Don’t you just love Autumn? I think ive been asking that qute a lot in my last few blogs, but to me its just the season that ‘keeps on giving’.
Over the last few days during walks with my dog Jess, I have been waiting. Waiting for something to drop so I can scoop them up and put them in my bag, ready to be placed on a suitable dish when I get home. Its something I do at this time every year as I like to bring a bit of autumn inside, and I love the feel of those shiny brown autumn jewels in my bulging pocket. Yes you’ve got it, CONKERS! I think in a previous life I may have been a Magpie as I love picking up something shiny and squirreling it away to be admired at a later date, although new research has shown that Magpies are actually afraid of shiny objects so maybe I would just have been a Squirrel.
Do you remember playing conkers at school? I can, and I can remember being very afraid as I saw my opponents conker flying towards mine as it dangled timidly on its string, my arm outstretched to the point of being painful. I would hope if I played it now that I would be a little less afraid, but I think I would probably still prefer to enjoy them as they sit huddled together on a dish looking nice and autumnal, while possibly scaring away some of the spiders in my house, of which there are many.
Did you know that on finding your first conker of the season you are supposed to say “oddly oddly onker, my first conker” this is apparently supposed to ensure ‘good fortune and few tangles through the coming season’. I think that just avoiding playing conkers would do that for me! but I will leave you to give it a try.
For those of you who love the game here are a few tips to give you a chance of getting a Killer Conker.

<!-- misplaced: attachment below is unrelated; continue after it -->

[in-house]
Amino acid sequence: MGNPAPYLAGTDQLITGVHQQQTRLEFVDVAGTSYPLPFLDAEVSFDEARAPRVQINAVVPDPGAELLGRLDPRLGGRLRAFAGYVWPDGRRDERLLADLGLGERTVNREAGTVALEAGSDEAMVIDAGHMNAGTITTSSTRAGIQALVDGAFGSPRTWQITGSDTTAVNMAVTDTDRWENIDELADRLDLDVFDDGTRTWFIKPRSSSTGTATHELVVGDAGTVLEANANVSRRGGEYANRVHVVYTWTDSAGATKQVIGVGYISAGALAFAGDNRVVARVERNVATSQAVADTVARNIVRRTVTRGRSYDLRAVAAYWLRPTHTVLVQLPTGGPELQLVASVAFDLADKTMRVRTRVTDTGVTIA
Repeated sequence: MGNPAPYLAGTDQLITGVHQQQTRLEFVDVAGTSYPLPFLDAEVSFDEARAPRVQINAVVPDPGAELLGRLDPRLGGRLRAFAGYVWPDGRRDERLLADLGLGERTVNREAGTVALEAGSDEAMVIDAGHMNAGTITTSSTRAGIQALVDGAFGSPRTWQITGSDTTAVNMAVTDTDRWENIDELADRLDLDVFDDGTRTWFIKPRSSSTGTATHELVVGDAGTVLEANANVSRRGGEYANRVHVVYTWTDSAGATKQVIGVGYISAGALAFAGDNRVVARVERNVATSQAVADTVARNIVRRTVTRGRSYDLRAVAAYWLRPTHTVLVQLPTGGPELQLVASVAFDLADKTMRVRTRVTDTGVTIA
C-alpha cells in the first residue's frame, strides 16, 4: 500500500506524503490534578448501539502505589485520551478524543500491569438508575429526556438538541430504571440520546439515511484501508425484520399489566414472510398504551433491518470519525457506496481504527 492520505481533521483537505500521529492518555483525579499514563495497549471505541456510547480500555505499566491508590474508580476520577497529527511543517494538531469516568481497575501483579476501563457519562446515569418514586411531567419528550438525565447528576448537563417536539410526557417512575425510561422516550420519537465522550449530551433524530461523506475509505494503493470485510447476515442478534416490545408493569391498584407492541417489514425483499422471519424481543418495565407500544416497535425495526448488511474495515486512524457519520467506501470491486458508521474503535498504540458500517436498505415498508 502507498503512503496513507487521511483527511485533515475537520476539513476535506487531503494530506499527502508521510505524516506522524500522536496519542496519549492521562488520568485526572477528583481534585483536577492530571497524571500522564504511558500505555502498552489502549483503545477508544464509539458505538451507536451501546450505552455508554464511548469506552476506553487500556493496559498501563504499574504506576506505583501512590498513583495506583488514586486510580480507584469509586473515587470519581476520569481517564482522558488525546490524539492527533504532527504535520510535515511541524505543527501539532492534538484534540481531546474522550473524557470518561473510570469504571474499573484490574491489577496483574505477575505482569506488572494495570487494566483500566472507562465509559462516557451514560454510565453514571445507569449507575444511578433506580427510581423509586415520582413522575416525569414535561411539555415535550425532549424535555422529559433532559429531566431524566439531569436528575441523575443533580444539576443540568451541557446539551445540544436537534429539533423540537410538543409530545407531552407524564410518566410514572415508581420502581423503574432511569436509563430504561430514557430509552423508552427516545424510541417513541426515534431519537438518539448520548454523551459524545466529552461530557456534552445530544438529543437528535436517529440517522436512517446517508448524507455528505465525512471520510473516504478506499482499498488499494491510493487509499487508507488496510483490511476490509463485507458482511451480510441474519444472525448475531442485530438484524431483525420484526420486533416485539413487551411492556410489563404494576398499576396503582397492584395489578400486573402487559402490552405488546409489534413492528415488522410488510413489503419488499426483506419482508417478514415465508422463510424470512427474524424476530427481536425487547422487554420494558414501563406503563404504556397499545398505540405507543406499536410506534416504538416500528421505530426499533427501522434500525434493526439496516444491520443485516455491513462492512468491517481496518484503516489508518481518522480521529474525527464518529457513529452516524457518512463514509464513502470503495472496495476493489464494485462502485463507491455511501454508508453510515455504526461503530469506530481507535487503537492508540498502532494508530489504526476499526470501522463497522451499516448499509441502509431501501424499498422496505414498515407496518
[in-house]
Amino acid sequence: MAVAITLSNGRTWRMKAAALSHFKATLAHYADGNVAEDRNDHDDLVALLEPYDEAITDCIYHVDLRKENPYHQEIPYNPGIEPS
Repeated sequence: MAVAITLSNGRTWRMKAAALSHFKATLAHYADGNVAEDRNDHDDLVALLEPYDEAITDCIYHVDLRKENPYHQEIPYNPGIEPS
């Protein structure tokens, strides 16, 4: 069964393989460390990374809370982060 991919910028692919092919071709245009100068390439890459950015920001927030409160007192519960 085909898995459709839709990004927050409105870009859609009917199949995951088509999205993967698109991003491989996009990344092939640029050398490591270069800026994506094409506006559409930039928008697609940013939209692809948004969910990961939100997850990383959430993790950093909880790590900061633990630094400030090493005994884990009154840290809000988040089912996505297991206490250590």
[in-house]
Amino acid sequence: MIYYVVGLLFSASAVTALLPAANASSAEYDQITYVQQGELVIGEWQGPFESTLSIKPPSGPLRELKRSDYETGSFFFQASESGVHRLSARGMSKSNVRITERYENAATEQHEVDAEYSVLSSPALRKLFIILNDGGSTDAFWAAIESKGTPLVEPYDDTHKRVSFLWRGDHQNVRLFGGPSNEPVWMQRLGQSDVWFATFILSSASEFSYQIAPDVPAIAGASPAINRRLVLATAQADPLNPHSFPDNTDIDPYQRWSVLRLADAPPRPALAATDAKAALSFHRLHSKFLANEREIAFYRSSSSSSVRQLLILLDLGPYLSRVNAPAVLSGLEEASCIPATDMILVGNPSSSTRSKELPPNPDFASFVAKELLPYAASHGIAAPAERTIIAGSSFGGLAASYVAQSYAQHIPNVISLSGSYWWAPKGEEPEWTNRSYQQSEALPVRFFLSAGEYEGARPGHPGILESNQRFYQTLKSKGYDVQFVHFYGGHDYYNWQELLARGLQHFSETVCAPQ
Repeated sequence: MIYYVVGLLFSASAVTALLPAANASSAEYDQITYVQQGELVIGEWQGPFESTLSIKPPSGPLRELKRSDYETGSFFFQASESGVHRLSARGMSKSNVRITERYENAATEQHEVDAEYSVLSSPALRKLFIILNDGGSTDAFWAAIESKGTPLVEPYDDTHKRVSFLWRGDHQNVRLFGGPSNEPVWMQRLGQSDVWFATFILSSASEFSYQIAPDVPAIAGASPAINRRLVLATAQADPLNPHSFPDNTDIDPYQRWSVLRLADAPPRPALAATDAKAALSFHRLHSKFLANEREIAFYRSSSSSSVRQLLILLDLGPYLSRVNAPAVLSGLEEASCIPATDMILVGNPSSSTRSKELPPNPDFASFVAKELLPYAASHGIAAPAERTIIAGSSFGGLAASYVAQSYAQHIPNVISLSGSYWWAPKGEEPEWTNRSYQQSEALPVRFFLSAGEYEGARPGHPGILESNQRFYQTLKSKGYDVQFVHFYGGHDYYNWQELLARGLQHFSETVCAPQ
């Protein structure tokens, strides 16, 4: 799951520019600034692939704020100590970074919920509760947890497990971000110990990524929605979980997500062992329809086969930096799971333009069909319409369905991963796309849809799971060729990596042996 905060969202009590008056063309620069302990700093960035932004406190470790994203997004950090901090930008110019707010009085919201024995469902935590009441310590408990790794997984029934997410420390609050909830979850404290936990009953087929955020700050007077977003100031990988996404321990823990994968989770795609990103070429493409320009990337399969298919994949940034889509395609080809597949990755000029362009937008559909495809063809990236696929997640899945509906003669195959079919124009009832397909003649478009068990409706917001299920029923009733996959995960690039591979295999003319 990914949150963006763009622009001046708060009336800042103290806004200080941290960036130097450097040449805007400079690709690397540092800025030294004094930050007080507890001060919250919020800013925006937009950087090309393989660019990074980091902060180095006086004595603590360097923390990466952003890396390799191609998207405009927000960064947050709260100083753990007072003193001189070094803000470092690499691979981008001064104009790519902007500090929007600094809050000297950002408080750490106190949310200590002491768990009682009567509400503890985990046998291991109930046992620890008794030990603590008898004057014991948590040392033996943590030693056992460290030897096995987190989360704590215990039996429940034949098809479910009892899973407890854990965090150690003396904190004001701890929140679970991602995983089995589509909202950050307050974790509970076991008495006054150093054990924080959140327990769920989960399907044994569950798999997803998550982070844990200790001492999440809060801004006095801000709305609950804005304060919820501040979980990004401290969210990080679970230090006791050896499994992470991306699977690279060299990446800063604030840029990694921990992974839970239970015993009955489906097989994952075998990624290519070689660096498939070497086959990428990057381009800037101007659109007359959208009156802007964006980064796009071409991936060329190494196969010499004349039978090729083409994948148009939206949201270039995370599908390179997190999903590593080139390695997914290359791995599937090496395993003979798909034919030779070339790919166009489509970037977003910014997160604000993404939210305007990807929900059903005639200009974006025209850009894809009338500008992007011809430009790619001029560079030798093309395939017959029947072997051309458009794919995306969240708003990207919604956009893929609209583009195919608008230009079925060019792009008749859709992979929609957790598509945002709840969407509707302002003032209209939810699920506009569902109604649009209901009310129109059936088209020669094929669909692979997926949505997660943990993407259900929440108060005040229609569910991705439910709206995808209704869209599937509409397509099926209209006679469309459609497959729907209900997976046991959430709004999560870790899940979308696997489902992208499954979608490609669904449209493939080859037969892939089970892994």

1: Place conkers in a bucket of water: those with damage inside will float to the top so best to choose one that sinks to the bottom.
2: Soak your conker in vinegar.
3: Bake in the oven.
4: Use one of last years conkers. Roald Dhal was a big conker fan. He says, in his book ‘Roald Dahl, My Year’ that a ‘Formidable conker is one that has been stored in a dry place for at least a year’
Let me know if any of these tips work. Of course many schools have banned this game but I’m sure many still play it at home. I do have a slight tinge of guilt at times when I see children looking for conkers under the tree near my house, little knowing that the 55-year-old Magpie/Squirrel has already scooped them all up.
Autumn is such a lovely season for so many different reasons. I do hope you’re enjoying it as much as I am. The colours, the aromas, warm cosy jumpers, sitting by the fire with a good book and a mug of something tasty. And if your out on an autumn walk and can’t find any conkers please forgive me……I just can’t resist those shiny brown autumn jewels.
Love Alison x